David Goren is a radio producer and journalist with an inherent love of radio sound. I originally found him through his blog, Shortwaveology, which documents interesting finds on the shortwave radio spectrum, whether it be curious programming from a variety of international origins or ephemera like clicks, buzzes, and interval tones. Goren spent time at Wave Farm last year for a residency in which he explored the sun’s effect on shortwave radio propagation.
Goren also lives in the Ditmas Park section of the Flatbush neighborhood in Brooklyn – which just so happens to be one of the hottest spots for unlicensed AM and FM broadcasting in the New York metropolitan area. A few years back he invited me to his house, where I drooled at the listening post he’d set up to scan the bands for pirate signals, including a plethora of antennae and receivers with computers set up to record stations. Continue reading “Brooklyn Pirate Radio Sound Map Seeks to Expand Citywide”
On July 12, the House Energy and Commerce Committee approved H.R. 5709, the Preventing Illegal Radio Abuse Through Enforcement Act (aka PIRATE Act) on a voice vote. This comes one month after a subcommittee signed off on it. There were some notable amendments offered and accepted by the Committee, sponsored by Reps. Chris Collins (R-NY) and Mike Doyle (D-PA), both of whom are cosponsors.
First, the number of enforcement sweeps of the top five markets identified by prevalence of unlicensed broadcast activity has been reduced from twice per year to once per year. However, six months after this annual sweep, the FCC will be required to conduct “monitoring sweeps” of target markets “to ascertain whether the pirate radio broadcasting identified by enforcement sweeps is continuing to broadcast and whether aditional pirate radio broadcasting is occurring.”
Rep. Doyle explained that this change was made so that anti-pirate enforcement would not unduly take time and resources away from “other critical missions” of the FCC’s Enforcement Bureau and its field staff. Continue reading “PIRATE Act Clears House Committee, With Amendments”
Tell us something we don’t know: they are pervasive and may outnumber licensed broadcasters in the number one radio market in America.
That’s the most notable takeaway from a 103-page report (also embedded at the end of this post) prepared for the New York State Broadcasters’ Association by Maryland-based consulting engineers Meintel, Sgrignoli, & Wallace, who camped out at four locales in the NYC metropolitan area — two in NYC proper and two in New Jersey — earlier this year with a cleverly-camouflaged monitoring van (at right) and basically did FM bandscans.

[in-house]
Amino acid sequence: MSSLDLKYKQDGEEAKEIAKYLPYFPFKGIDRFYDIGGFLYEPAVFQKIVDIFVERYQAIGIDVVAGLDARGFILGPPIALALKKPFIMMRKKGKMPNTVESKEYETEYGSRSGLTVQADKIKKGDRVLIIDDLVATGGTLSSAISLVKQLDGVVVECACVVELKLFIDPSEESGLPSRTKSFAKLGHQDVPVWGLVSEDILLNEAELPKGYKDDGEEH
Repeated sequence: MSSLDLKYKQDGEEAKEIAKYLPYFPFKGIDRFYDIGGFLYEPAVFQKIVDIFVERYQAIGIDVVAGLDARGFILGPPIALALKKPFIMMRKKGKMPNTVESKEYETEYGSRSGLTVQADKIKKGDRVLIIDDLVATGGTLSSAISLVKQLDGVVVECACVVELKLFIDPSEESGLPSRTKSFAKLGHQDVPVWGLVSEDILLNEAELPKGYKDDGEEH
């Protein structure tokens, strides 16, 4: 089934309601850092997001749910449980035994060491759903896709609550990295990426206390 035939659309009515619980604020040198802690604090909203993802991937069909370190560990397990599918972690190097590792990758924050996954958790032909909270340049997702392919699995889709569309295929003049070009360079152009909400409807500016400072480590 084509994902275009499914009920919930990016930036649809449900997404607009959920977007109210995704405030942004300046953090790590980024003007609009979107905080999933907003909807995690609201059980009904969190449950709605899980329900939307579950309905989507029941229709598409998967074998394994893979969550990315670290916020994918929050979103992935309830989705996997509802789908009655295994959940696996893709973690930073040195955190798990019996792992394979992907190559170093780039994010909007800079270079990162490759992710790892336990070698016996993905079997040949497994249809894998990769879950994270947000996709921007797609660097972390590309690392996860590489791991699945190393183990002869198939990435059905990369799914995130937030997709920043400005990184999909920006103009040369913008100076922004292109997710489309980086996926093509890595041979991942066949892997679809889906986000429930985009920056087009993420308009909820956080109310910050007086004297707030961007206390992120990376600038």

They picked up 76 pirates on the dial…though they estimate that “there may be more than 100 unauthorized stations” on the air in total. According to the report, this is not the first pirate-survey MS&W has been commissioned for — similar bandscans were conducted in 2012, 2014 and 2015. Compared to last year’s findings, the number of unlicensed broadcasters in Brooklyn alone has increased some 58%, though there’s no way to compare figures since the earlier reports have not been made publicly available. Continue reading “NY Broadcasters Try Quantifying Pirates”
FCC Commissioner Mike O’Rielly, the pinch-headed ideologue who’s tried to make a name for himself by attempting to launch a war on unlicensed broadcasting in America, actually went out into the mean streets of New York City earlier this summer along with field agents to hunt pirate stations.
Speaking to a very receptive audience at the annual conference of the New Jersey Broadcasters’ Association last month, O’Rielly called unlicensed broadcasting “a key area needing significant attention. . .as it represents a very real problem that is growing.”
Claiming that pirate stations “have no legal or moral right to operate,” O’Rielly asserted (again, without evidence) that pirate radio stations are “stealing listeners” from licensed broadcasters, “weakening [their] financial situation and undermining the health of licensed radio stations” supposedly devoted to serving their communities of license. The threat of interference from unlicensed stations also got a shout-out, but that’s apparently become a secondary issue to O’Rielly’s perferred agency mandate to maximize the profits of the radio industry. Continue reading “O'Rielly Goes Pirate-Hunting, is Flabbergasted by Tower”
When flooding rains pounded Texas earlier this summer, many communities found themselves in crisis. With wired network infrastructures flooded and unusable and power a sometimes-thing draining the battery-packs at cell tower-sites, many Texans found themselves reaching for their radio to find out what was going on.